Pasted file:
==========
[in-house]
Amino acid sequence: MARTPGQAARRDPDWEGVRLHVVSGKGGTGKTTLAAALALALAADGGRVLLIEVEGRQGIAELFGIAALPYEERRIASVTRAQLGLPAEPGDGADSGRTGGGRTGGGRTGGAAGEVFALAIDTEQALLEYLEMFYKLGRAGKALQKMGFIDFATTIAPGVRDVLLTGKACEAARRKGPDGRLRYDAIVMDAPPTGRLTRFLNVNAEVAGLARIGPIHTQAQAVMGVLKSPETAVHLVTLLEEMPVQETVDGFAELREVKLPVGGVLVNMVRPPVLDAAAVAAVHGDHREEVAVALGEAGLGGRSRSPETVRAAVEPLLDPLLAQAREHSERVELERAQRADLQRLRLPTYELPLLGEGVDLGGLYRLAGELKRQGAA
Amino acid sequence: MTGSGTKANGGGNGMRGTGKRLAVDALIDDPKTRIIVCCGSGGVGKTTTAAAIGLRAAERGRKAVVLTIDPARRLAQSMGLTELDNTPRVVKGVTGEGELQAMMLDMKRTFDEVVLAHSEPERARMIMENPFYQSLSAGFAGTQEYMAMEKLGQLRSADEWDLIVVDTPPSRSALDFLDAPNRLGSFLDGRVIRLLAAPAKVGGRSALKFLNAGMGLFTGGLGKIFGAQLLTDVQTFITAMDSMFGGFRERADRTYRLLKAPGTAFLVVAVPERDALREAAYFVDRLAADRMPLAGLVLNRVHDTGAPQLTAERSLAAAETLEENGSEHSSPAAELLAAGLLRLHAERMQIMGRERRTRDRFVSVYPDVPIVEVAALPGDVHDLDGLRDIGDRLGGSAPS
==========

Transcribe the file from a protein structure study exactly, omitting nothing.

[in-house]
Amino acid sequence: MARTPGQAARRDPDWEGVRLHVVSGKGGTGKTTLAAALALALAADGGRVLLIEVEGRQGIAELFGIAALPYEERRIASVTRAQLGLPAEPGDGADSGRTGGGRTGGGRTGGAAGEVFALAIDTEQALLEYLEMFYKLGRAGKALQKMGFIDFATTIAPGVRDVLLTGKACEAARRKGPDGRLRYDAIVMDAPPTGRLTRFLNVNAEVAGLARIGPIHTQAQAVMGVLKSPETAVHLVTLLEEMPVQETVDGFAELREVKLPVGGVLVNMVRPPVLDAAAVAAVHGDHREEVAVALGEAGLGGRSRSPETVRAAVEPLLDPLLAQAREHSERVELERAQRADLQRLRLPTYELPLLGEGVDLGGLYRLAGELKRQGAA
Amino acid sequence: MTGSGTKANGGGNGMRGTGKRLAVDALIDDPKTRIIVCCGSGGVGKTTTAAAIGLRAAERGRKAVVLTIDPARRLAQSMGLTELDNTPRVVKGVTGEGELQAMMLDMKRTFDEVVLAHSEPERARMIMENPFYQSLSAGFAGTQEYMAMEKLGQLRSADEWDLIVVDTPPSRSALDFLDAPNRLGSFLDGRVIRLLAAPAKVGGRSALKFLNAGMGLFTGGLGKIFGAQLLTDVQTFITAMDSMFGGFRERADRTYRLLKAPGTAFLVVAVPERDALREAAYFVDRLAADRMPLAGLVLNRVHDTGAPQLTAERSLAAAETLEENGSEHSSPAAELLAAGLLRLHAERMQIMGRERRTRDRFVSVYPDVPIVEVAALPGDVHDLDGLRDIGDRLGGSAPS